Today is Tuesday August 18th. Kia ora katoa.

This morning it is very cold again, and there is a frost, but it is sunny too. I go to Tai Chi, which will be held outdoors, since the Hall we normally practise in is closed. I get there early and wonder just where we will exercise. Others turn up, and we find a lovely sheltered, sunny spot on the grass, which is still wet from the frost. Soon we warm up, and take off our jackets, scarves, and jerseys. It is strange that we have a large turn out today, far bigger than the five classes we have had so far this term.

It is truly lovely here. We don’t do the Walk, but we do some warmup exercises which involve swinging our arms around. Then we do the Flexibility and Balance Set, and then the set that we were supposed to do during lockdown. I have done it before, so it all comes back to me.

After a break we do the Lotus Qigong twice, then we do the Dr Lam form – the long form. Then we do our warm-down exercises and call it a day. I walked to Mana Station, where the electronic information sign said the next train was due in 15 minutes. I read my book, glancing up every now and again. The train was still due in 15 minutes. Then, all of a sudden, it was there! I climbed on and found a seat. There weren’t many masks around today, although the guard was wearing one. Most of the way into Wellington I read my book: Olive Kitteridge, by Elizabeth Strout. It’s a strange book, but very readable.

Back in Wellington, I went to Te Awe in Panama Street. A guard at the entrance showed me how to scan the QR code and register my visit. I then scanned it at the coffee bar. A friend of mine turned up, and we had a good chat, and took in the 1 pm news.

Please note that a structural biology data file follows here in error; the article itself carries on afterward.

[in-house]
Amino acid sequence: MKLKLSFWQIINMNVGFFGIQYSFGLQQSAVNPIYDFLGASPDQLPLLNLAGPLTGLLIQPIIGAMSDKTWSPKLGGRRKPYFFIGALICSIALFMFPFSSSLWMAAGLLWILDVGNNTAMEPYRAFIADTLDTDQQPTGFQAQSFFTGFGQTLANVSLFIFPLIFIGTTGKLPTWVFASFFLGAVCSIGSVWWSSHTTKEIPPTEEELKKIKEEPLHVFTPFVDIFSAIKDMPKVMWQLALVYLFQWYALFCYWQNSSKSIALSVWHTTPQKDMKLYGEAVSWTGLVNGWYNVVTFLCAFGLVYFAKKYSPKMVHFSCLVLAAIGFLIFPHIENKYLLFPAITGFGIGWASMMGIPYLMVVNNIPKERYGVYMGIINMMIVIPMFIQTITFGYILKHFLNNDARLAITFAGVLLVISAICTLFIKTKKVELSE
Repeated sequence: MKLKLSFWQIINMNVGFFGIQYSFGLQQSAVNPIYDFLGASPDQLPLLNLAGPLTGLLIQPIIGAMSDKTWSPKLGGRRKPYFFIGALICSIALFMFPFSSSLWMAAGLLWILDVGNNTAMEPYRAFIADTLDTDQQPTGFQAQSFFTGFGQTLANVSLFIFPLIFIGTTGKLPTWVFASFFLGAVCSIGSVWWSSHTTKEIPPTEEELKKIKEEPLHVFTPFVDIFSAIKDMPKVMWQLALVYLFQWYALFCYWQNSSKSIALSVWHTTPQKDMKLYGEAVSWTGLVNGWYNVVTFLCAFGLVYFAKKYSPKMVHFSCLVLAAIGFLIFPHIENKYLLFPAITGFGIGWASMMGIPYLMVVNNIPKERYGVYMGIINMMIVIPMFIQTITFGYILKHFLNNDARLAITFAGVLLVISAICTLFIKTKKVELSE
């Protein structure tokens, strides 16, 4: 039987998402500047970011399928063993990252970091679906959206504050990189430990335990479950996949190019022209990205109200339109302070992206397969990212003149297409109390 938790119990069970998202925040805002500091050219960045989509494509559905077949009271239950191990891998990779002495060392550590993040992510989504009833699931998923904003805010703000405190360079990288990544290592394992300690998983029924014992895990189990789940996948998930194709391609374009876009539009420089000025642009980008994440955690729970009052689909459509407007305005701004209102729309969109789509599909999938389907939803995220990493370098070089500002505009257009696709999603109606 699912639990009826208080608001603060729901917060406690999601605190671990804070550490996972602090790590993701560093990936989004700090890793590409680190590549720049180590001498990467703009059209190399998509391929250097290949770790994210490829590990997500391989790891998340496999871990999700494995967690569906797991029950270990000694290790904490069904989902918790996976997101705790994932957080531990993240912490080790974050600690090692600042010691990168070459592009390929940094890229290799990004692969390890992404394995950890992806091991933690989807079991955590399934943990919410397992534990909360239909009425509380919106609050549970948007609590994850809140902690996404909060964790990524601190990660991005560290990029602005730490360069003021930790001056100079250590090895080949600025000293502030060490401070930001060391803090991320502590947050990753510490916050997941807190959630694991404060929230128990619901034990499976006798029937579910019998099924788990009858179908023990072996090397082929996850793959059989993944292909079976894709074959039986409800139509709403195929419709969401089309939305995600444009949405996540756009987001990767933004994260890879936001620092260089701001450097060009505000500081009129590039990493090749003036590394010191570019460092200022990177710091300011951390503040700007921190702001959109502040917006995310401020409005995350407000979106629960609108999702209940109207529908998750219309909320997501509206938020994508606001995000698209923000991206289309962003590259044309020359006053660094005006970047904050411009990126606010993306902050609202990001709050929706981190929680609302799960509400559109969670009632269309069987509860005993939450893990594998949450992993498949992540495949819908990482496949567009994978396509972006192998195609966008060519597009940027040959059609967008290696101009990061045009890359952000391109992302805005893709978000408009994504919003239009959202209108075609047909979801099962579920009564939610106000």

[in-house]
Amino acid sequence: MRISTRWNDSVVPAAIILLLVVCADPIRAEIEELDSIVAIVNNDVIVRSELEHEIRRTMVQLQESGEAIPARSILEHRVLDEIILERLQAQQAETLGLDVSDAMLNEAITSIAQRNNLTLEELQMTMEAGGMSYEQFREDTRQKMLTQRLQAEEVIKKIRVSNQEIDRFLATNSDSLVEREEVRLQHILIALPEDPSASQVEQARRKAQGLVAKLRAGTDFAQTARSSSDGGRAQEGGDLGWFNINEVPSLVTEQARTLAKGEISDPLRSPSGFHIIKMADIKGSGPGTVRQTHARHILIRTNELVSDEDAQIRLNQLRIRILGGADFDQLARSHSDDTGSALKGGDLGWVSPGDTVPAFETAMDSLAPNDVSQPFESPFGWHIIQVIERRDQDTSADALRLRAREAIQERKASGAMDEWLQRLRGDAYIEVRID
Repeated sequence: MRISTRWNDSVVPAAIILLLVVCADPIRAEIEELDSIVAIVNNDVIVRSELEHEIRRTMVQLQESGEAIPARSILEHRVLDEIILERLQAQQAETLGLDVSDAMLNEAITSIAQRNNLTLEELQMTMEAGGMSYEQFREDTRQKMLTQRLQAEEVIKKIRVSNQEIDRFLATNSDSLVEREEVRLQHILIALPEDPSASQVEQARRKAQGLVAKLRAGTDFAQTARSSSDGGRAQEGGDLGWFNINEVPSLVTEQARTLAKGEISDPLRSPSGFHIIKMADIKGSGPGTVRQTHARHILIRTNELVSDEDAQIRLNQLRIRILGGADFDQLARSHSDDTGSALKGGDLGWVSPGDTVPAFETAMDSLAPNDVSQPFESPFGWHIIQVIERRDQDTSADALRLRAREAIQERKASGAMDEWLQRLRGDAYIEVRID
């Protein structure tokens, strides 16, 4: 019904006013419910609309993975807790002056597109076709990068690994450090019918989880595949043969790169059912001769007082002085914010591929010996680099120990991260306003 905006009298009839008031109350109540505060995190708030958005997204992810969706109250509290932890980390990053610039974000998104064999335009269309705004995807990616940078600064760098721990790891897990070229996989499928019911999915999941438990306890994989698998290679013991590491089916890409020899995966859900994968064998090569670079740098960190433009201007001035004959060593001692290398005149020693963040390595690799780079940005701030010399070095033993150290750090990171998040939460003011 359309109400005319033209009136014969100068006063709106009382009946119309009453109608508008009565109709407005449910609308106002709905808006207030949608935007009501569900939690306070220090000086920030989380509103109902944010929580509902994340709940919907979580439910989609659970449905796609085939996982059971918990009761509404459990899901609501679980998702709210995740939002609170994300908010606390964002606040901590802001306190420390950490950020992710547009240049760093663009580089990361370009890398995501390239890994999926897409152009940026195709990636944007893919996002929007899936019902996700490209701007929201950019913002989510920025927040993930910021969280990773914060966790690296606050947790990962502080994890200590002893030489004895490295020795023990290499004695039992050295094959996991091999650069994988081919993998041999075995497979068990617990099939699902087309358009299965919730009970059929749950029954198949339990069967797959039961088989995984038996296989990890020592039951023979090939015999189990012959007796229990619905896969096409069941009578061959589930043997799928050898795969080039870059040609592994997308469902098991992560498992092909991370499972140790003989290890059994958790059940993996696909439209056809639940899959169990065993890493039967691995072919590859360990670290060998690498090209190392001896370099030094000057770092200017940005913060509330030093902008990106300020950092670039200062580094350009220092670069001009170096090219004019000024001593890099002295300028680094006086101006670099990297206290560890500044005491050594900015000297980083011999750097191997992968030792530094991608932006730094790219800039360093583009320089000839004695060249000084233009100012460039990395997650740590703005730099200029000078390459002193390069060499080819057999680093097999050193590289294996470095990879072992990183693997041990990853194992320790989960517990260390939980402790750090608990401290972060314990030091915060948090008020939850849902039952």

There are 13 new cases of Covid 19 reported today, but it is a more complex situation than previously thought. One of the positive cases is someone who did maintenance tasks in rooms where quarantined guests had stayed. He had worn full protective equipment. Six people are now in hospital. The rest of the cases are linked to the community cluster.  The source of this cluster remains a mystery. The Americold Plant has been ruled out as the source. Tonight we learn that a second New Zealand Post employee has tested positive. I assume both these people are part of  the community cluster, although it doesn’t say this specifically in news reports.

In the rest of New Zealand, I think we’re still pretty relaxed about this outbreak. Back in March, there were cases breaking out all over the place. This still seems managed, for now.

There was great mirth today about Trump’s noticing New Zealand, according to a story in the UK’s Guardian newspaper. Among other incorrect things, he claims yesterday’s nine new cases represent a “big surge”. For many American states, only nine new cases in one day would represent huge success. It’s also been pointed out that to date New Zealand’s death toll is 22, whereas the US has had over 173,000 deaths to date.

I caught a bus to the Johnsonville Library. There wasn’t any social distancing going on – most seats were taken, and I didn’t see any masks. At the library, I had 4 minutes to get upstairs, pick up a book I had requested, and issue it. But I had to sign in first. This time the scanner didn’t work, and I had to give my name and number to the person at the entry. I went upstairs, got my book, issued it, and came down the stairs. Fortunately, I was still able to catch my bus.

Tonight we went shopping at New World. There is a Gold Card discount on Tuesdays. This time, the Covid tracker/scanner worked just fine. It is very easy to use. Forget about privacy! I want to be notified in need.

Tomorrow, I have nothing on. My hymn singing is cancelled. I am very tired, although I really want to be doing things again and keeping busy.

Today Wellington seemed more relaxed than yesterday. Despite the need to sign in everywhere (or scan the QR code), there were very few masks around.

I think things are not back to normal, for many of us. There is a new appreciation of things we may have taken for granted before.  After all, where would you rather be? Even with the hiccups in Auckland, we are still far better off than our nearest neighbour, Australia, Europe, the UK and the US.

I listened to some of the Democratic Convention speeches tonight. They are truly uplifting.

Nga mihi. Ka kite ano.

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